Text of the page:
The NICE glossary provides brief definitions and explanations of terms used on the website. The terms describe how NICE works and how its guidance is produced.

Our glossary excludes specific clinical and medical terms. If you cannot find the term you are looking for, please email us so that we can consider adding it to the glossary.

Some definitions and examples are based on those in the HTAi consumer and patient glossary, with thanks to Health Technology Assessment International.

For terms used in social care, the Care and Support Jargon Buster from Think Local Act Personal is a useful guide to the most commonly used social care words and phrases, and what they mean.

  • Final appraisal determination

    The appraisal committee's final draft guidance about using a treatment or group of treatments in the NHS (technology appraisal guidance). Consultees can appeal against the recommendations set out in the final appraisal determination. If there is no appeal, or an appeal is not upheld, the final appraisal determination is issued by NICE as guidance.

  • Final evaluation determination

    The evaluation committee’s final recommendations about using a highly specialised technology in the NHS in England. Consultees can appeal against the final recommendations in the final evaluation determination. If there is no appeal, or an appeal is not upheld, the final appraisal determination is issued by NICE as guidance.

  • Final interventional procedures document

    The interventional procedures advisory committee's final draft guidance document about whether a procedure should be used in the NHS (interventional procedures guidance). There is a 'resolution' period during which a consultee can raise a resolution request if they think that the guidance is inaccurate or the process has not been followed. If there are no requests for resolution, NICE issues the guidance.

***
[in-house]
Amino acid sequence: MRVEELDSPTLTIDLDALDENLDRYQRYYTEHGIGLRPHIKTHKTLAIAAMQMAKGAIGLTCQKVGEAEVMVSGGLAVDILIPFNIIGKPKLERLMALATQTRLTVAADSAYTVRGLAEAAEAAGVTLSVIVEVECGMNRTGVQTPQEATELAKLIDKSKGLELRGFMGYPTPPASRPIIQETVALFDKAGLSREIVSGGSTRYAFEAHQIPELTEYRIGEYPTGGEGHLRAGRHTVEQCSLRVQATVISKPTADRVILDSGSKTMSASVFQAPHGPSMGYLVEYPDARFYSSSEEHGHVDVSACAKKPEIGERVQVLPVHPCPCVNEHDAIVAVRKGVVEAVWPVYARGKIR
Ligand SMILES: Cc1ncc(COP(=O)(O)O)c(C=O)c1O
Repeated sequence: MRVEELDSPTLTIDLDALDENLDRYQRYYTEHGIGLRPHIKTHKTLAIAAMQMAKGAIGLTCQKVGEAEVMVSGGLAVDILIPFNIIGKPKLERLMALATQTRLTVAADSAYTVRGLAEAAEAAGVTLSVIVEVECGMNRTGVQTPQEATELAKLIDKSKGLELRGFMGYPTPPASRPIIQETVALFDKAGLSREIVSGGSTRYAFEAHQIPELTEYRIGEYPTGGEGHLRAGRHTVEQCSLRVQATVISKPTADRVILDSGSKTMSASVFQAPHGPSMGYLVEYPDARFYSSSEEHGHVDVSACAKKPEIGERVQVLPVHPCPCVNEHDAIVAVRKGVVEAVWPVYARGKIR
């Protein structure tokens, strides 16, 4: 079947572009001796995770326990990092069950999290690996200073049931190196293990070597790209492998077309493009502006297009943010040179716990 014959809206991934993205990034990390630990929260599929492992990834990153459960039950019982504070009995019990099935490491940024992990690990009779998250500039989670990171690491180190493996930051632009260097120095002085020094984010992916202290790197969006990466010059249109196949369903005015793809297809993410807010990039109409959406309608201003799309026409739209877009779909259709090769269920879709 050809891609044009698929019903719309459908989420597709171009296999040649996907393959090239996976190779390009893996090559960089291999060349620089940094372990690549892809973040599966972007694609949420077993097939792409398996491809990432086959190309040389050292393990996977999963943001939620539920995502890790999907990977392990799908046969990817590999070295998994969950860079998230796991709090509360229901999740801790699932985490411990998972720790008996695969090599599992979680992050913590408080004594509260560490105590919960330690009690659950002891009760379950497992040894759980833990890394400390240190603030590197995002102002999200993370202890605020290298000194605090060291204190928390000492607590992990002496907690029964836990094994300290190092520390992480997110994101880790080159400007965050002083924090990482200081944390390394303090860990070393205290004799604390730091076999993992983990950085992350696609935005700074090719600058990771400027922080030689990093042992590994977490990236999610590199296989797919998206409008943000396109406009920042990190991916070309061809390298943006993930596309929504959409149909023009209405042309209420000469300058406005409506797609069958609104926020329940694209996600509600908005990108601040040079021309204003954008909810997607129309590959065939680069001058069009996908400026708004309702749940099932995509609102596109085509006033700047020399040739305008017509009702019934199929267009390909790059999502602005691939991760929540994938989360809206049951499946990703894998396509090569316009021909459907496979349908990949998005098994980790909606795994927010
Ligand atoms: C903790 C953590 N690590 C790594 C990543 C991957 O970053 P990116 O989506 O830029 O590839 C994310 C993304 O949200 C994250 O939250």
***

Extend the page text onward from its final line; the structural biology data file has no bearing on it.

• Focus group

    Used for some types of qualitative research. Usually, between 6 and 12 people have a group interview or discussion on a particular topic. It is a good way to find out how people feel or think about an issue, or to come with possible solutions to a problem.
  • Follow-up

    Observation over a period of time of a person, group or defined population to observe changes in health status, or health- and social care-related variables.

  • Forest plot

    A type of graph used to display the results of a meta-analysis.

  • Free-text terms

    Terms used for searching that are not controlled vocabulary as used in the database or information source, but standard terms used in natural language.

  • Frequency

    The number of times an event occurs during a specified period of time.
  • Full guideline

    The version of a guideline that contains the recommendations, detailed descriptions of the evidence and an explanation of how the recommendations were developed. It is written by the Development Centre or NICE team responsible for the guideline, and a guideline committee.

  • Funnel plot

    A visual way of showing how the results of several studies of the same treatment vary. Usually the effect of treatment in each study is plotted on a graph against the number of people involved. Ideally, the points fall into an inverted funnel shape. If they do not, publication bias or other problems are likely.